The military life is not for everyone. It’s nomadic. It’s filled with separation from loved ones. It requires sacrifice by all involved. That is the case for many professions, but these characteristics are shared by all who wear the uniform (and the people who love them) to varying degrees. And per the calendar, it’s once again time for my little family to pack up, leave friends behind, and begin all over. It’s a life that I signed up for, my wife encouraged me to continue (I resigned in 1997, but she helped me to change my mind…thank goodness!), and my son does his best to deal with. If he had his way, we’d be done moving and he could continue living the life he loves here in Maryland. Though, he has felt the same way about each place he has lived.
One of the great things about the life of a military family is that it allows us to accumulate experiences others can’t fathom; it forces us to grow in ways we wouldn’t otherwise; it enables us to make friends across an extremely diverse set of amazing people. Though I enjoyed an amazing childhood growing up with the same group of friends and living in the same house throughout, I could not imagine staying there. Not because Pleasanton, California wasn’t an ideal place to grow up (I believe it was), but because I would have never become the person I am today if I had stayed. I am not implying that I am better than the town or the people fortunate to call it home, but I feel a life lived in the same pond day in and day out lacks newness, is deficient in challenge, and limits the opportunity for meaningful growth as an adult. Two weeks after high school graduation I left home for the Navy and, other than my four years on the Severn at the U.S. Naval Academy, I have moved every two to three years. Each duty station has brought the opportunity to call an amazing place home, to experience life in new and exciting ways, and to develop friendships across an extremely varied group of people. It continues to be an amazing adventure.
The most difficult part of closing one of life’s chapters is saying goodbye. It is something that military families deal with more than most, but despite the number of times I have done it over the years, it is not something that I have become good at or particularly enjoy. What seems to work for me are two things. First, I think of Dr. Seuss’ saying “Don’t cry because it’s over, smile because it happened.” And second, I focus on the excitement that accompanies the unknown of “What’s Next” and the anticipation of who I will become as a result. In every instance, I have left as a different person than I was when I arrived, and I am grateful for each and every personal and professional growth opportunity contained within a tour of duty.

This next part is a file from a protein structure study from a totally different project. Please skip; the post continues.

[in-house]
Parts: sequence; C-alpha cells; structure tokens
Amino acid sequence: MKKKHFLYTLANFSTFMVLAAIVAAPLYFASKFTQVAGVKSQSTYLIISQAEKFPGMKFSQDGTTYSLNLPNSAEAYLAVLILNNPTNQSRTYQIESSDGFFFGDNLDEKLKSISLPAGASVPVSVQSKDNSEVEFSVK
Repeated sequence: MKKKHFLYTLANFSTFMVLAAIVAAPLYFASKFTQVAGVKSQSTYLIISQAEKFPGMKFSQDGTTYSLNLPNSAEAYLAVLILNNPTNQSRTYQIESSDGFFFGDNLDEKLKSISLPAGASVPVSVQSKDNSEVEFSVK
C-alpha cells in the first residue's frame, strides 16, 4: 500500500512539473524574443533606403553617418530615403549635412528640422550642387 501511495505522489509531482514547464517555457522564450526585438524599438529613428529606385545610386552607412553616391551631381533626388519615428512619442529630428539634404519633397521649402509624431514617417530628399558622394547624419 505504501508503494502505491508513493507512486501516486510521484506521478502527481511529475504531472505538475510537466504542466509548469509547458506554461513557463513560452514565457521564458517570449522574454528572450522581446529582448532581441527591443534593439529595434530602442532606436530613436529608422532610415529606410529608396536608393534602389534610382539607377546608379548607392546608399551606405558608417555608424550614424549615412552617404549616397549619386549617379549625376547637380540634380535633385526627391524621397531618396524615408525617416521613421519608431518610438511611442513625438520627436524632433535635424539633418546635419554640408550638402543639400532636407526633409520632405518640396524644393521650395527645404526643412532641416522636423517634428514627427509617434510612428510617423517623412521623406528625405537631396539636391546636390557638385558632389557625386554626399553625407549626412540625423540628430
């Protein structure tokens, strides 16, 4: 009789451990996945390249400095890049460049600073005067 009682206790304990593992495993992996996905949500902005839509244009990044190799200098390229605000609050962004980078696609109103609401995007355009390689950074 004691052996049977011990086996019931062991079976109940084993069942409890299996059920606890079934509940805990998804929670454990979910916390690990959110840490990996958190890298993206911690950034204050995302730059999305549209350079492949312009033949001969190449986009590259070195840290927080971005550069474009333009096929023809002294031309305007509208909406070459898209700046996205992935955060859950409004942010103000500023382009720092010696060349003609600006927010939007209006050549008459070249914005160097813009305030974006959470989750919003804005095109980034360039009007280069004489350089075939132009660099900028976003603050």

I am not one to focus on hard metrics to asses value because I believe the most important things in life are not measurable. But I am one who likes to assess meaning and purpose through reflection. In the past, I’ve shared a game I play with myself where I see how many times I can give others reason to say “Thank You” in a given day, and I have challenged others to see how many times they might be given reason to say “You’re welcome” throughout a given period of time. In the spirit of that philosophy, I have thought about meaningful ways to say goodbye. In the Navy, we have a tradition of wishing people “Fair winds and following seas” when they leave for their next adventure or we leave on ours. It’s our way of wishing others good fortune. Wishing others luck can be meaningful, but any phrase that becomes our default diminishes in meaning over time. For instance, many exchange “Good Mornings” or “How are you doings?” without caring enough to listen for the response or responding in a truly authentic way. It’s what is expected; it’s better than not acknowledging the presence of another, but it isn’t meaningful.
As we begin to say our goodbyes, there continue to be many exchanges of “Good luck”, “It’s been fun”, and “Thank you”. There is nothing wrong with any of those, as we all communicate in slightly different ways and our relationships are at varied depths across our friends, colleagues, and acquaintances. As far as levels of goodbyes, the most meaningful have been the heartfelt, “I’m going to miss you.” Human beings are meant to live lives of connection. We are meant to interact with each other, to help each other, and to experience life together. We are meant to create a space in the life of another. The bigger or more valued the space we create and allow others to create, the greater the void when they/we are no longer there. Whether or not we are willing to admit it, we want to be missed. As I leave, I know there are many people I will miss and it is my hope that I have given people reason to miss me. Miss me not because of the work I have done (by design, we are all easily replaceable in the military), but for how I have gone about doing the work and the person they have gotten to know in the process. A life worth living is a life that gives others a reason to notice when you are not present. It’s less about making your presence known, and all about adding so much value over time that your absence is noteworthy.
- Who will you miss when they leave? Who will miss you when you move on?
- How will you let them know?
- Does HOW you engage with others separate you from the masses?